Example 8K display screen.
While most of the broadcast world is just beginning to try out 4K imagery equipment and production techniques, Japan is racing ahead with 8K technology. This imagery has 16 times the resolution of HD and four times the resolution of 4K. Are you ready for this?
For those of us with high-definition television sets, just imagining 8K television is a bit overwhelming. At 7,680 by 4,320 pixels — about the equivalent of a 32-megapixel photograph — the resolution of 8K video is 16 times that of standard HDTV and four times that of 4K. It also comes with a 22.2 multichannel sound system.
NHK, the Japanese broadcaster, began research and development on 8K television back in 1995. Since then they have spent well over $1 billion on its research and development. At NAB 2015, NHK will be demonstrating a fairly complete 8K television system — from production through transmission to home viewing.
Called Super Hi-Vision, Japan plans 8K test broadcasts in 2016. Regular broadcasting of 8K signals could begin in 2018, according to a roadmap adopted under the Next Generation Television & Broadcasting Promotion Forum (NexTV-F), a Tokyo-based consortium set up last year. The goal is to broadcast the entire 2020 Olympics in Tokyo at 8K resolution.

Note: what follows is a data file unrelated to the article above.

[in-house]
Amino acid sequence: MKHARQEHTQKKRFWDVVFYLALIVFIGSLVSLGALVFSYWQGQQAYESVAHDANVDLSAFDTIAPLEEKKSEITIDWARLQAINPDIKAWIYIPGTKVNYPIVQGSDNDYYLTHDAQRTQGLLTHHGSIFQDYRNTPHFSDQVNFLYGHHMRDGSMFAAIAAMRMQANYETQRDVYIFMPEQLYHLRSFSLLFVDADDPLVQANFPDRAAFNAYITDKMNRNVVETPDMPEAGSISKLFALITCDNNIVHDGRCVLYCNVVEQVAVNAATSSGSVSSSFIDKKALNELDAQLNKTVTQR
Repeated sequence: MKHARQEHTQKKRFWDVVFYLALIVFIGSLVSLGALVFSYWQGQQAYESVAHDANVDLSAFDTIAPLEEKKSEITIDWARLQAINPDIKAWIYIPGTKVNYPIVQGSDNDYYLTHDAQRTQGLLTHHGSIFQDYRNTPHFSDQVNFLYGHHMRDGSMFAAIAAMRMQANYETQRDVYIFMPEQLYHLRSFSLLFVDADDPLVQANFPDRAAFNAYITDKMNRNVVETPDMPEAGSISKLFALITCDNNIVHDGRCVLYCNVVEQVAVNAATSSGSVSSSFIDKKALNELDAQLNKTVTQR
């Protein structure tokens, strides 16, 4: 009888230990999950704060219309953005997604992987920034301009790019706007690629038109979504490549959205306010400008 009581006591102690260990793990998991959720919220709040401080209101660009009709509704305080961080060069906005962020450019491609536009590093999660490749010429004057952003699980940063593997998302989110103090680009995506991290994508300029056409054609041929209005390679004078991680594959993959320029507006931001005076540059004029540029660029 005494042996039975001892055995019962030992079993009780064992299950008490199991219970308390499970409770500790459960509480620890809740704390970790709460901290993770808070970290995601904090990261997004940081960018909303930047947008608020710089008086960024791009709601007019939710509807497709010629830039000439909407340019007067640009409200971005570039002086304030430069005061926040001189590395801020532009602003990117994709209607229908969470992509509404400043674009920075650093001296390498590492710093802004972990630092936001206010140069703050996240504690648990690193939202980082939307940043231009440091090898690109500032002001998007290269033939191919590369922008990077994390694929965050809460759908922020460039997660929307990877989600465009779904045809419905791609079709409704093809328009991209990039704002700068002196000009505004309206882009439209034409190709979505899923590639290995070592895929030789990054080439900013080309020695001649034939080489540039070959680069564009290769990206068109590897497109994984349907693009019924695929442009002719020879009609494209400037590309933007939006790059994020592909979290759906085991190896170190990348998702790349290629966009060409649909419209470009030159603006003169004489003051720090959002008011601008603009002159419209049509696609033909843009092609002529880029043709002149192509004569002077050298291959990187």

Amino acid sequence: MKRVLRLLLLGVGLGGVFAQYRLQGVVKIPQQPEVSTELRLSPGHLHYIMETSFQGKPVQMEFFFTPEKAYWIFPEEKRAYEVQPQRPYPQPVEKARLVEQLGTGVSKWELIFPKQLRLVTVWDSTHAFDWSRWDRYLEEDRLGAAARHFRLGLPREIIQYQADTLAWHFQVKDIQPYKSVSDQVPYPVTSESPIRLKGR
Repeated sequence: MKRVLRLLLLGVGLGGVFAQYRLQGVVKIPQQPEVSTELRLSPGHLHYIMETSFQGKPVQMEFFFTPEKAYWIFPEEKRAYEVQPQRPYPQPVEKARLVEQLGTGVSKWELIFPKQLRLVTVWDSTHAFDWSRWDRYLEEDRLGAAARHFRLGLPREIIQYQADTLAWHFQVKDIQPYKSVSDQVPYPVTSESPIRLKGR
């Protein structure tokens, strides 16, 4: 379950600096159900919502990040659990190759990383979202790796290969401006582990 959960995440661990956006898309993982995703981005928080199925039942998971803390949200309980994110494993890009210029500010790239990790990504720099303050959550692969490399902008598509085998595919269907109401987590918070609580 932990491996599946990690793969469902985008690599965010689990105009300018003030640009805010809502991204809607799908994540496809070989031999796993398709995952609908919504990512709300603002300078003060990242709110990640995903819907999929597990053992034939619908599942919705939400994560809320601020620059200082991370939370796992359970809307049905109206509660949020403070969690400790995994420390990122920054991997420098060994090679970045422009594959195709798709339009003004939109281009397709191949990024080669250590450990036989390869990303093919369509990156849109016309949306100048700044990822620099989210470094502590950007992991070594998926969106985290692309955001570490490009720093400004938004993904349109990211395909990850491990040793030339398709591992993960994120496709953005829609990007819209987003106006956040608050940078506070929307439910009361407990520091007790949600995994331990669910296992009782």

The Japanese 8K production system, while producing incredible images, may prove to be a difficult technology for broadcasters and producers to quickly adopt.
NHK uses a variety of major Japanese companies to build prototype gear for its 8K tests. One of those is Hitachi, a manufacturer who has focused on building 8K cameras. It plans to show a finished production model at NAB 2015. Pricing has not been set.
“This year we will be showing an 8K model that is more representative of the specifications of our cameras for the 2016 Summer Olympics in Rio de Janeiro and the 2020 Summer Olympics in Toyko,” said Emilio Aleman, engineering manager for Hitachi Kokusai Electric America. “The model name is SK-UHD-8060. We will have them in both our booth and at NHK.”
Emilio Aleman, engineering manager for Hitachi Kokusai Electric America.
Despite Japan’s bold leap forward into 8K, some broadcasters in the United States are still struggling financially to implement high-definition, while others are grappling with the many complexities of adapting to 4K. Aleman expressed the frustration many American broadcasters feel about the rush of new technology.